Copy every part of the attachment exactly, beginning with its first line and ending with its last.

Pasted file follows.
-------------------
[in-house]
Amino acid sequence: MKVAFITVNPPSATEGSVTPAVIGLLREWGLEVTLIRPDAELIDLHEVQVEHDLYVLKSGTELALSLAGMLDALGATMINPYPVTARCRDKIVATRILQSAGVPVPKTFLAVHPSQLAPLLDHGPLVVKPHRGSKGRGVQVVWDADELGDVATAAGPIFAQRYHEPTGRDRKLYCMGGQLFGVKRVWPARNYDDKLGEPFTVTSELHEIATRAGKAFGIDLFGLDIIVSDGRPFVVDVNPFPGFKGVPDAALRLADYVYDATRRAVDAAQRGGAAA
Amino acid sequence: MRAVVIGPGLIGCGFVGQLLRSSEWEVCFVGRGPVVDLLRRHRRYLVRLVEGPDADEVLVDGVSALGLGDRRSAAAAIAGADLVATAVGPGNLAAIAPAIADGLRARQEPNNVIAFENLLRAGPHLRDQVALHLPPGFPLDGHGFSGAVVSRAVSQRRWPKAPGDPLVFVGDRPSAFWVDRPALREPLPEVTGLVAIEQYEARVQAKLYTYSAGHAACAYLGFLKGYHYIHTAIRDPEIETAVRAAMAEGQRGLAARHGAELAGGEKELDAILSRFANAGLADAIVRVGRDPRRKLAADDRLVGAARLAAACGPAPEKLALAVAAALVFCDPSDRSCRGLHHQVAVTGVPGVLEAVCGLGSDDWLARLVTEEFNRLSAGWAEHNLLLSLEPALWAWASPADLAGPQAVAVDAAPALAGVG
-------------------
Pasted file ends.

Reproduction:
[in-house]
Amino acid sequence: MKVAFITVNPPSATEGSVTPAVIGLLREWGLEVTLIRPDAELIDLHEVQVEHDLYVLKSGTELALSLAGMLDALGATMINPYPVTARCRDKIVATRILQSAGVPVPKTFLAVHPSQLAPLLDHGPLVVKPHRGSKGRGVQVVWDADELGDVATAAGPIFAQRYHEPTGRDRKLYCMGGQLFGVKRVWPARNYDDKLGEPFTVTSELHEIATRAGKAFGIDLFGLDIIVSDGRPFVVDVNPFPGFKGVPDAALRLADYVYDATRRAVDAAQRGGAAA
Amino acid sequence: MRAVVIGPGLIGCGFVGQLLRSSEWEVCFVGRGPVVDLLRRHRRYLVRLVEGPDADEVLVDGVSALGLGDRRSAAAAIAGADLVATAVGPGNLAAIAPAIADGLRARQEPNNVIAFENLLRAGPHLRDQVALHLPPGFPLDGHGFSGAVVSRAVSQRRWPKAPGDPLVFVGDRPSAFWVDRPALREPLPEVTGLVAIEQYEARVQAKLYTYSAGHAACAYLGFLKGYHYIHTAIRDPEIETAVRAAMAEGQRGLAARHGAELAGGEKELDAILSRFANAGLADAIVRVGRDPRRKLAADDRLVGAARLAAACGPAPEKLALAVAAALVFCDPSDRSCRGLHHQVAVTGVPGVLEAVCGLGSDDWLARLVTEEFNRLSAGWAEHNLLLSLEPALWAWASPADLAGPQAVAVDAAPALAGVG